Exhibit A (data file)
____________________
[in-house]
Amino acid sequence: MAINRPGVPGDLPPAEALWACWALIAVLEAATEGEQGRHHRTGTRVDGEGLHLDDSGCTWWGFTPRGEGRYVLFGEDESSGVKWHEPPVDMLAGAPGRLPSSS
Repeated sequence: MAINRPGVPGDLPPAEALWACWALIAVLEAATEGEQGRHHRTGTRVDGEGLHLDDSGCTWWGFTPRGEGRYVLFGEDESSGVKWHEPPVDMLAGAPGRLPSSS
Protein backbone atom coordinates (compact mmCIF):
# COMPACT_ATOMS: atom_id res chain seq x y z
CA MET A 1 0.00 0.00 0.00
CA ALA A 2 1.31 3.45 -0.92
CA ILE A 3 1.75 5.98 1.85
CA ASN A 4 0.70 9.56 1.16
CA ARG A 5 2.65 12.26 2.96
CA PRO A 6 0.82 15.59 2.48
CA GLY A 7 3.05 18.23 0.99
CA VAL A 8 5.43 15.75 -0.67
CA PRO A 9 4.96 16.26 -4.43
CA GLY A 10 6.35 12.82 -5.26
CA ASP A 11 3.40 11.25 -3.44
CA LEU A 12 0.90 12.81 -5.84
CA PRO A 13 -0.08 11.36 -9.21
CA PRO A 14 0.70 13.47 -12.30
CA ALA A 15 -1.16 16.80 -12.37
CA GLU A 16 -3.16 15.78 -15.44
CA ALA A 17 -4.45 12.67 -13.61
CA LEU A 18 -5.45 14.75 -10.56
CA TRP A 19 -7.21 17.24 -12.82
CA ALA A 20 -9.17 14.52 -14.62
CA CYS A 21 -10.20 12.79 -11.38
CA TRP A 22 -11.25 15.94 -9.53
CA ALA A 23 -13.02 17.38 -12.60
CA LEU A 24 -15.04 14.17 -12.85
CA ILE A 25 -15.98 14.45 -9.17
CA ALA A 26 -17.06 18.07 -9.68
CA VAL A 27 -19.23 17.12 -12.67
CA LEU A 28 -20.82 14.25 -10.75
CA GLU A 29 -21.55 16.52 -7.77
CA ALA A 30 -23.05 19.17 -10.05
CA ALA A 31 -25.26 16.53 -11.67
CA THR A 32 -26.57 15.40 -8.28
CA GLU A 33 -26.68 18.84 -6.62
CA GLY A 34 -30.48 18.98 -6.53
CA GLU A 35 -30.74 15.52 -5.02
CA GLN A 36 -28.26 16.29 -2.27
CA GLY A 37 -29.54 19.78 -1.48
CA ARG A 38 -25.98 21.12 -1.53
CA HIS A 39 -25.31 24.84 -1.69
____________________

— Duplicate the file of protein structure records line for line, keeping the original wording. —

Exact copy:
[in-house]
Amino acid sequence: MAINRPGVPGDLPPAEALWACWALIAVLEAATEGEQGRHHRTGTRVDGEGLHLDDSGCTWWGFTPRGEGRYVLFGEDESSGVKWHEPPVDMLAGAPGRLPSSS
Repeated sequence: MAINRPGVPGDLPPAEALWACWALIAVLEAATEGEQGRHHRTGTRVDGEGLHLDDSGCTWWGFTPRGEGRYVLFGEDESSGVKWHEPPVDMLAGAPGRLPSSS
Protein backbone atom coordinates (compact mmCIF):
# COMPACT_ATOMS: atom_id res chain seq x y z
CA MET A 1 0.00 0.00 0.00
CA ALA A 2 1.31 3.45 -0.92
CA ILE A 3 1.75 5.98 1.85
CA ASN A 4 0.70 9.56 1.16
CA ARG A 5 2.65 12.26 2.96
CA PRO A 6 0.82 15.59 2.48
CA GLY A 7 3.05 18.23 0.99
CA VAL A 8 5.43 15.75 -0.67
CA PRO A 9 4.96 16.26 -4.43
CA GLY A 10 6.35 12.82 -5.26
CA ASP A 11 3.40 11.25 -3.44
CA LEU A 12 0.90 12.81 -5.84
CA PRO A 13 -0.08 11.36 -9.21
CA PRO A 14 0.70 13.47 -12.30
CA ALA A 15 -1.16 16.80 -12.37
CA GLU A 16 -3.16 15.78 -15.44
CA ALA A 17 -4.45 12.67 -13.61
CA LEU A 18 -5.45 14.75 -10.56
CA TRP A 19 -7.21 17.24 -12.82
CA ALA A 20 -9.17 14.52 -14.62
CA CYS A 21 -10.20 12.79 -11.38
CA TRP A 22 -11.25 15.94 -9.53
CA ALA A 23 -13.02 17.38 -12.60
CA LEU A 24 -15.04 14.17 -12.85
CA ILE A 25 -15.98 14.45 -9.17
CA ALA A 26 -17.06 18.07 -9.68
CA VAL A 27 -19.23 17.12 -12.67
CA LEU A 28 -20.82 14.25 -10.75
CA GLU A 29 -21.55 16.52 -7.77
CA ALA A 30 -23.05 19.17 -10.05
CA ALA A 31 -25.26 16.53 -11.67
CA THR A 32 -26.57 15.40 -8.28
CA GLU A 33 -26.68 18.84 -6.62
CA GLY A 34 -30.48 18.98 -6.53
CA GLU A 35 -30.74 15.52 -5.02
CA GLN A 36 -28.26 16.29 -2.27
CA GLY A 37 -29.54 19.78 -1.48
CA ARG A 38 -25.98 21.12 -1.53
CA HIS A 39 -25.31 24.84 -1.69